12 Things a Smart Bride Should and Should Never DIY

You want your wedding to showcase you and your future spouse’s personalities, and a great and cost-effective way incorporate your characters is by DIY-ing certain aspects of your day.

Perhaps you’re loving the fact that you can potentially save thousands of hard earned dollars by making absolutely everything yourself. But before going ahead and booking in your weekly crafternoon sessions for the next year or so, consider what you’re getting yourself into and what’s best to leave to the professionals.

Thinking about the amount of money you could save, it may seem ideal to make everything yourself but realistically, you need to consider how much time making individual items will take you.

How much time do you have to plan your wedding? The number of hours you will dedicate to planning your wedding will vary depending on the type of budget, style, number of guests, and assistance you have.

The average wedding takes 250 hours to plan, so it’s no wonder that brides span their wedding to-dos over the course of 9 to 12 months. On top of your wedding tasks, you need to account for your day job and any other commitments you have. A word of advice from those before you – it will take longer than you anticipate!

In addition to the time it will take, you’re going to have to be brutally honest about your talent. If you’re super crafty with endless skills then you should be able to manage. But if you’re planning on learning how to cross stitch table runners, crochet a wedding dress AND master flower arranging, pre-wedding may not be the best time to up skill. Don’t take on more than you can capably do already.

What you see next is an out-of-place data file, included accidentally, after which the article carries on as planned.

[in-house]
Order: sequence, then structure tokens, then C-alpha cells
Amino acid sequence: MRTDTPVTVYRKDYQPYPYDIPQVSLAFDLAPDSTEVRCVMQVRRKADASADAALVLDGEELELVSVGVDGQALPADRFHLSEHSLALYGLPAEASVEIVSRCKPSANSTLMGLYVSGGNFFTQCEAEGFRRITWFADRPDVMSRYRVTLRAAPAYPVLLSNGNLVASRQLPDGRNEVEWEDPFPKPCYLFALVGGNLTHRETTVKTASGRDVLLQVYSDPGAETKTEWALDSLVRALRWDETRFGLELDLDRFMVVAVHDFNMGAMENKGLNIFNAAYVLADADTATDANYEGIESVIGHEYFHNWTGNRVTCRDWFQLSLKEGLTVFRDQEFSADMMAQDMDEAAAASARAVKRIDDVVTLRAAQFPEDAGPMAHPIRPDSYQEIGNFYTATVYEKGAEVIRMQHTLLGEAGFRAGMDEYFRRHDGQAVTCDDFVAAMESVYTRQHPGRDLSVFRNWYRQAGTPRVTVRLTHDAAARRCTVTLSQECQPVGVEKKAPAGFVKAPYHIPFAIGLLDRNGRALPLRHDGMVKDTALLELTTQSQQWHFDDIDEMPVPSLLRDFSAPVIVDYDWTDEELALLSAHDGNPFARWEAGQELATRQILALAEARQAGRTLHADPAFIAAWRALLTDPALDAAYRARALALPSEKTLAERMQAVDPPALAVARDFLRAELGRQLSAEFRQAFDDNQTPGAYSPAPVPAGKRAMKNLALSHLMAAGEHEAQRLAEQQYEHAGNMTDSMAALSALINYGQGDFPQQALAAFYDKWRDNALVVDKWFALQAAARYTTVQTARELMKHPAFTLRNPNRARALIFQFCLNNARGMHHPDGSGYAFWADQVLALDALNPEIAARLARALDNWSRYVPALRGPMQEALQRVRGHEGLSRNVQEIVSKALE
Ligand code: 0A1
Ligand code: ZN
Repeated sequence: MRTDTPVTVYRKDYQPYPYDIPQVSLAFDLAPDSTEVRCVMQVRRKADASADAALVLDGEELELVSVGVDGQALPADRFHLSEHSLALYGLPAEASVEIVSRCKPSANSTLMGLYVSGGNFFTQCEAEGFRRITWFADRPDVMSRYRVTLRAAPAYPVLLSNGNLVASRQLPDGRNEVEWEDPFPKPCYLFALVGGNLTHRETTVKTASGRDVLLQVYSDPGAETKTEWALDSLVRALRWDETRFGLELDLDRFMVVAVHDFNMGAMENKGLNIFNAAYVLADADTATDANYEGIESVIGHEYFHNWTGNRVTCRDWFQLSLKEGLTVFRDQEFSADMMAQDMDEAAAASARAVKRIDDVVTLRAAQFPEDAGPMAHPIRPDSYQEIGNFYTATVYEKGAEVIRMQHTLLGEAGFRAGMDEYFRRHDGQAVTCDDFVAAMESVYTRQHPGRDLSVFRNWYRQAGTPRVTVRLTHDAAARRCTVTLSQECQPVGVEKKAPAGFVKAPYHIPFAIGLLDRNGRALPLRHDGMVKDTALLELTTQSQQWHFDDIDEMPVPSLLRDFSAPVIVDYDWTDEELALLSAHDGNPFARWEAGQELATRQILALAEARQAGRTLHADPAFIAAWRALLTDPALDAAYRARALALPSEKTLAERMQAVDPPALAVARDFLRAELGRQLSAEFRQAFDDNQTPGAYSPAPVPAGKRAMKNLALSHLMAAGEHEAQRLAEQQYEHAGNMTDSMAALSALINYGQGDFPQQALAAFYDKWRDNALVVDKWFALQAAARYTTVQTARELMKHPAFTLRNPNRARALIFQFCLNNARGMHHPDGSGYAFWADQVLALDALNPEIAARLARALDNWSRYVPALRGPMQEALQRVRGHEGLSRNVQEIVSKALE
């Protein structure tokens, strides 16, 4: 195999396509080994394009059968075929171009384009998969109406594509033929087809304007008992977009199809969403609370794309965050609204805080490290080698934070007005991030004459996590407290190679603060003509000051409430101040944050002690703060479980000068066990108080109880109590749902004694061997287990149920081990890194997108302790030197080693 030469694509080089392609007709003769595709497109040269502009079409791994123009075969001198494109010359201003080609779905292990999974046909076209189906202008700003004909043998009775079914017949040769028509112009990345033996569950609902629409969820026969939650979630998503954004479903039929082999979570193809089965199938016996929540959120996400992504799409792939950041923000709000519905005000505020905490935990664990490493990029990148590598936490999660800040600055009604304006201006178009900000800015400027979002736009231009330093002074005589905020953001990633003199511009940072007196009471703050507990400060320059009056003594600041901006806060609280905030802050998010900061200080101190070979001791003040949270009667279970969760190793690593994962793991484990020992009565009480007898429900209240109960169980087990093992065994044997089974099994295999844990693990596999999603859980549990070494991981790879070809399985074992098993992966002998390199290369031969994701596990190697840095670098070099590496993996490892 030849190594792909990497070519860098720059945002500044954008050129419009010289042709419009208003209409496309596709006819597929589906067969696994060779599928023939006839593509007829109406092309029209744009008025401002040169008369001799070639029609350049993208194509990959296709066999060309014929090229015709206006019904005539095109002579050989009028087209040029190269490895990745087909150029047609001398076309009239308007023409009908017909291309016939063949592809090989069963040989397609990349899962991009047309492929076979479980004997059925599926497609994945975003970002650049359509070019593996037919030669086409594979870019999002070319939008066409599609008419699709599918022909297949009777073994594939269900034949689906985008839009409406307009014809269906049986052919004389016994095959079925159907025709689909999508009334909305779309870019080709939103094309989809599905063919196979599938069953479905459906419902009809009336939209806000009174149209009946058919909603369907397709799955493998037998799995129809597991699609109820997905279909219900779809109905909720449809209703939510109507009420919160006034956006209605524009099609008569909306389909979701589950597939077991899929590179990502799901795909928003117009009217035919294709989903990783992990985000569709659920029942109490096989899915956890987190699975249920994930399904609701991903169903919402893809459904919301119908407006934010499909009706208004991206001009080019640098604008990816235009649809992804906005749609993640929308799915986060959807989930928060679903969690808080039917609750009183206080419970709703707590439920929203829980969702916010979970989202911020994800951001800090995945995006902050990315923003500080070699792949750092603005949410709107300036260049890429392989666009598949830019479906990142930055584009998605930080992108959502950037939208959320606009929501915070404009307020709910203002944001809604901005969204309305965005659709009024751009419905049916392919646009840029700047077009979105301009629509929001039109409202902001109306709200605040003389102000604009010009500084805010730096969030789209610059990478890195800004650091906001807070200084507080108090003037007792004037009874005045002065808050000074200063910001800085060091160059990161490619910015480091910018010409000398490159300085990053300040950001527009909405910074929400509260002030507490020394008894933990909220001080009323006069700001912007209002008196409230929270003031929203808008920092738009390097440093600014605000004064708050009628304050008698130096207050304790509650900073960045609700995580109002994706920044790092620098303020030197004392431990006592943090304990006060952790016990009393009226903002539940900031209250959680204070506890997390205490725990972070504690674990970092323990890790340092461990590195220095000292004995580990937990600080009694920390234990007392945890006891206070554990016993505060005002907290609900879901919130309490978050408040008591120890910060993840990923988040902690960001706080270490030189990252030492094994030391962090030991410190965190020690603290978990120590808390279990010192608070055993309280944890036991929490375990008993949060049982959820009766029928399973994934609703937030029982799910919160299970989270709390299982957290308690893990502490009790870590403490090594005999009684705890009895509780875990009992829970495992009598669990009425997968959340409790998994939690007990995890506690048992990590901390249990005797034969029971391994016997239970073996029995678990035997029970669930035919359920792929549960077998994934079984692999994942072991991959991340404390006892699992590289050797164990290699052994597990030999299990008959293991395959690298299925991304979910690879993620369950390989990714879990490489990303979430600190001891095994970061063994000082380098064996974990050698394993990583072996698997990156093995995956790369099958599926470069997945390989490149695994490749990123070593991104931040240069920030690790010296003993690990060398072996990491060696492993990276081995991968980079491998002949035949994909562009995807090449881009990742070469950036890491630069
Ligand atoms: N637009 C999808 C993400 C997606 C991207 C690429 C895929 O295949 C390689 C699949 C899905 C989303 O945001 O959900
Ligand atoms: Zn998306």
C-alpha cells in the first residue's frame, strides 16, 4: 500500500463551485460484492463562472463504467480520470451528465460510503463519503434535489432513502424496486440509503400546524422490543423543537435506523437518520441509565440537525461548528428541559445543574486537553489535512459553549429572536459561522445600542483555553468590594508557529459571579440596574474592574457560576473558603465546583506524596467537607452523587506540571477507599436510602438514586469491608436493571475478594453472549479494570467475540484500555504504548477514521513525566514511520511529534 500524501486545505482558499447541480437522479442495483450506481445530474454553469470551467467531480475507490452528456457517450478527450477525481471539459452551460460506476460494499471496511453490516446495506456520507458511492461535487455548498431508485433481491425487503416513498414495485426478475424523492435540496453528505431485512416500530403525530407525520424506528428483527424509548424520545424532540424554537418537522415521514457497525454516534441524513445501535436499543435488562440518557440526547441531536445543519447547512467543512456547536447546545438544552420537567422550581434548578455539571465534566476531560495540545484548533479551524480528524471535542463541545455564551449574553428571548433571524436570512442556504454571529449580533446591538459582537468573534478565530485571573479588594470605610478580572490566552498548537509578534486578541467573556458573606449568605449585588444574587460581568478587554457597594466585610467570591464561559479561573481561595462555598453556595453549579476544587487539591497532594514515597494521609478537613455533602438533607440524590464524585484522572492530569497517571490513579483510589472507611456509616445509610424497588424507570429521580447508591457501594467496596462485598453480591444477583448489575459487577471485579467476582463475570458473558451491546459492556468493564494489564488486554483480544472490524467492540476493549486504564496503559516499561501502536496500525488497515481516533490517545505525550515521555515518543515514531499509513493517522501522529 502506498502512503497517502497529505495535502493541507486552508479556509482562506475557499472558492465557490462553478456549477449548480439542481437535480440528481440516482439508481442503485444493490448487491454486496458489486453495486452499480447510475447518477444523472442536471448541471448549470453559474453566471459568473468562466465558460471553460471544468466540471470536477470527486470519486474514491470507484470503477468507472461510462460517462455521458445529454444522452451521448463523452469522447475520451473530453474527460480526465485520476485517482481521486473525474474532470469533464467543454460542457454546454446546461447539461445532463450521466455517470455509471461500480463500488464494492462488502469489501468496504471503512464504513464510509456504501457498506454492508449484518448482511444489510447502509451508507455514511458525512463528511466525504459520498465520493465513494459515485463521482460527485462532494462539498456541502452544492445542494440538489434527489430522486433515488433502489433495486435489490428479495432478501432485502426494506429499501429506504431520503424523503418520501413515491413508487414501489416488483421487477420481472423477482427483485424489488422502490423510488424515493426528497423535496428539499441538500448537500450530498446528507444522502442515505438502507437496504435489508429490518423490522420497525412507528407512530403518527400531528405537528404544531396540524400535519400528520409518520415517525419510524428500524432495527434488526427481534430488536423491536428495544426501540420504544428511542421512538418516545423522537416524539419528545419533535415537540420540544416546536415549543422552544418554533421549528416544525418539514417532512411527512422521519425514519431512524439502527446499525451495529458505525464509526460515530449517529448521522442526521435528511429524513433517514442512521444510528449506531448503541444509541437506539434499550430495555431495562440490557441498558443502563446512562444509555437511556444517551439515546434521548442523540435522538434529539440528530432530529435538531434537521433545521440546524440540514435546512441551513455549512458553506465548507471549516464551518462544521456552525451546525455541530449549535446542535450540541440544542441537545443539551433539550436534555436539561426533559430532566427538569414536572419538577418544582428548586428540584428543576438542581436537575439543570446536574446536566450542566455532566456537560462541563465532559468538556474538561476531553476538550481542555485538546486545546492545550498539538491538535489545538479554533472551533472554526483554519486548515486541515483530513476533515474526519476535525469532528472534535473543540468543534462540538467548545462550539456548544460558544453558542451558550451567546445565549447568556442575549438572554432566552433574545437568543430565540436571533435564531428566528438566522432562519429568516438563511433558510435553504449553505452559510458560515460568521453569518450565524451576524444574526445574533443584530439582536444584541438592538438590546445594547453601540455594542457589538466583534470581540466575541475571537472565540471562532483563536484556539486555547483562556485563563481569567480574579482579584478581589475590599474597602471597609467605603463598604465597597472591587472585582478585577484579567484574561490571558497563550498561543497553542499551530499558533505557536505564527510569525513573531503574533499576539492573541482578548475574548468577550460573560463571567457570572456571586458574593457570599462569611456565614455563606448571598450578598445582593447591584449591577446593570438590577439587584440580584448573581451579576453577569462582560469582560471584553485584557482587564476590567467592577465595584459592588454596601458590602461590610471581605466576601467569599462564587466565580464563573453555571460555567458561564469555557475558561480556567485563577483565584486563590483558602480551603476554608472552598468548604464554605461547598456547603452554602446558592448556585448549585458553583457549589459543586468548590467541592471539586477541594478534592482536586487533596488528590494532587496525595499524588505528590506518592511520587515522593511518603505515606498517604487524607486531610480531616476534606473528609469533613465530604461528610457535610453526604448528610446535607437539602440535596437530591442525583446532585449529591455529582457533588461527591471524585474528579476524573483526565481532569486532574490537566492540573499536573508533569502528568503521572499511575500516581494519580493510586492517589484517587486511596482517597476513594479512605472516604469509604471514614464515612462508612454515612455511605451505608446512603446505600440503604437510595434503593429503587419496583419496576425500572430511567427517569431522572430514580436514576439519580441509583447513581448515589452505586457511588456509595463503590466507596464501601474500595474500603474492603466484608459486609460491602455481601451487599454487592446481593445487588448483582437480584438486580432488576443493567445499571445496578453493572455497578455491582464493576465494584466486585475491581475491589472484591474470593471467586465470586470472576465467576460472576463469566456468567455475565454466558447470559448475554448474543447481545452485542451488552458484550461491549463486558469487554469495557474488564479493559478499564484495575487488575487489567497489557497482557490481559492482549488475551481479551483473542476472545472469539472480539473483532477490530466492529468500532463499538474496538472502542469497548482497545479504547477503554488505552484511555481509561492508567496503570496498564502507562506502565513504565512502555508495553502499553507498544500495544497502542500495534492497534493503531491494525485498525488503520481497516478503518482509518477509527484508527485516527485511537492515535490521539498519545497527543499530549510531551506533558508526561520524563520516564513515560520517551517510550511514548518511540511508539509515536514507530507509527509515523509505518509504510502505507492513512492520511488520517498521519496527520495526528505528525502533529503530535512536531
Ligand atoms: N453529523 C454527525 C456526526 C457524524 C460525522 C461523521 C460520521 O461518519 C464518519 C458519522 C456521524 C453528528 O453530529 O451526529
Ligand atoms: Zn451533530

Consider also how much help you have on hand – are your bridesmaids, family, friends, and future husband happy to pitch in with the DIY? You don’t want to be forever crafting solo – the workload will be too much, and you won’t be enjoying the once-in-a-lifetime wedding planning process.

And finally, take into account your wedding priorities. If something is super important to have on your wedding day, then it is better to leave it to the experts.


Things you should not DIY

The truth is, there are a number of aspects of your wedding that you should leave to the professionals. Save yourself the stress, heartache, time, and possibly even money, by seeking help from experts.

What should you leave to the professionals? For any aspects of your wedding that you want to be absolutely flawless on the day, call in the experts. Hire a reputable supplier who has plenty of work experience and they should be able to deliver amazing results.

Shop around to find a supplier who understands exactly what you want, and can do it to suit your budget.


If you’re imagining your wedding night with everyone dancing the night away, then book a professional band or DJ to look after the entertainment instead of someone’s iPod randomly plugged into the venue’s sound system.

There are bands, DJ’s, singers, duos, and more that play at weddings more often than you can imagine, and they are true professionals who know how to read a crowd and steer the night the way you want it to.